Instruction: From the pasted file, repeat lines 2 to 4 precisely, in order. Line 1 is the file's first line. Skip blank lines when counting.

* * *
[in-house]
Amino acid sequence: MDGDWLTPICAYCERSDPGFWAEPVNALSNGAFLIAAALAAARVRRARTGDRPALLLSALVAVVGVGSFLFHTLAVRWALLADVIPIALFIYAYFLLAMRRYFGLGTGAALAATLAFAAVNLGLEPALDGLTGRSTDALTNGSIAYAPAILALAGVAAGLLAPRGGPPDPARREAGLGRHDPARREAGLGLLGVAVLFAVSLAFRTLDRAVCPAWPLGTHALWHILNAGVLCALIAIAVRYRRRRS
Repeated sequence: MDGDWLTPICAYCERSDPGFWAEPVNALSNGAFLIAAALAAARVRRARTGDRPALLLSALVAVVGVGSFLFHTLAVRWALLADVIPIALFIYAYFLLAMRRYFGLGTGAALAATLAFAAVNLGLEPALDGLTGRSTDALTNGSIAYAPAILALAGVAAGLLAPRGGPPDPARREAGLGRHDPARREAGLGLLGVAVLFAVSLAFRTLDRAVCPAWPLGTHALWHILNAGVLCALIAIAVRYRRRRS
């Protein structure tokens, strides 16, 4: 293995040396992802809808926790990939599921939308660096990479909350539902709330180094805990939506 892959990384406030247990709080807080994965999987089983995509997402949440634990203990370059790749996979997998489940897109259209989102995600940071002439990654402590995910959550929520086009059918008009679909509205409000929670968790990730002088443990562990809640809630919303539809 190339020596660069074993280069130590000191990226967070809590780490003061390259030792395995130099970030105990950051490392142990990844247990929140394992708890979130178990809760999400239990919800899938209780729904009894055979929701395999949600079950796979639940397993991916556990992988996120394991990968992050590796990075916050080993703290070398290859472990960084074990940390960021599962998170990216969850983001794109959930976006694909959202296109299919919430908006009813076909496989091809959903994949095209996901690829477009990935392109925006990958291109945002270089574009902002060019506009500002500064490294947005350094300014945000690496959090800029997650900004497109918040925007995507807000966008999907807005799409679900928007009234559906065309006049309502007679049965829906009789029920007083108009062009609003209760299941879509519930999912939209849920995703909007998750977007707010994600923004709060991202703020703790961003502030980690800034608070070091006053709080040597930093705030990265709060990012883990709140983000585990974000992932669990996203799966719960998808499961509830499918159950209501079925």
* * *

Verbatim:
Amino acid sequence: MDGDWLTPICAYCERSDPGFWAEPVNALSNGAFLIAAALAAARVRRARTGDRPALLLSALVAVVGVGSFLFHTLAVRWALLADVIPIALFIYAYFLLAMRRYFGLGTGAALAATLAFAAVNLGLEPALDGLTGRSTDALTNGSIAYAPAILALAGVAAGLLAPRGGPPDPARREAGLGRHDPARREAGLGLLGVAVLFAVSLAFRTLDRAVCPAWPLGTHALWHILNAGVLCALIAIAVRYRRRRS
Repeated sequence: MDGDWLTPICAYCERSDPGFWAEPVNALSNGAFLIAAALAAARVRRARTGDRPALLLSALVAVVGVGSFLFHTLAVRWALLADVIPIALFIYAYFLLAMRRYFGLGTGAALAATLAFAAVNLGLEPALDGLTGRSTDALTNGSIAYAPAILALAGVAAGLLAPRGGPPDPARREAGLGRHDPARREAGLGLLGVAVLFAVSLAFRTLDRAVCPAWPLGTHALWHILNAGVLCALIAIAVRYRRRRS
């Protein structure tokens, strides 16, 4: 293995040396992802809808926790990939599921939308660096990479909350539902709330180094805990939506 892959990384406030247990709080807080994965999987089983995509997402949440634990203990370059790749996979997998489940897109259209989102995600940071002439990654402590995910959550929520086009059918008009679909509205409000929670968790990730002088443990562990809640809630919303539809 190339020596660069074993280069130590000191990226967070809590780490003061390259030792395995130099970030105990950051490392142990990844247990929140394992708890979130178990809760999400239990919800899938209780729904009894055979929701395999949600079950796979639940397993991916556990992988996120394991990968992050590796990075916050080993703290070398290859472990960084074990940390960021599962998170990216969850983001794109959930976006694909959202296109299919919430908006009813076909496989091809959903994949095209996901690829477009990935392109925006990958291109945002270089574009902002060019506009500002500064490294947005350094300014945000690496959090800029997650900004497109918040925007995507807000966008999907807005799409679900928007009234559906065309006049309502007679049965829906009789029920007083108009062009609003209760299941879509519930999912939209849920995703909007998750977007707010994600923004709060991202703020703790961003502030980690800034608070070091006053709080040597930093705030990265709060990012883990709140983000585990974000992932669990996203799966719960998808499961509830499918159950209501079925």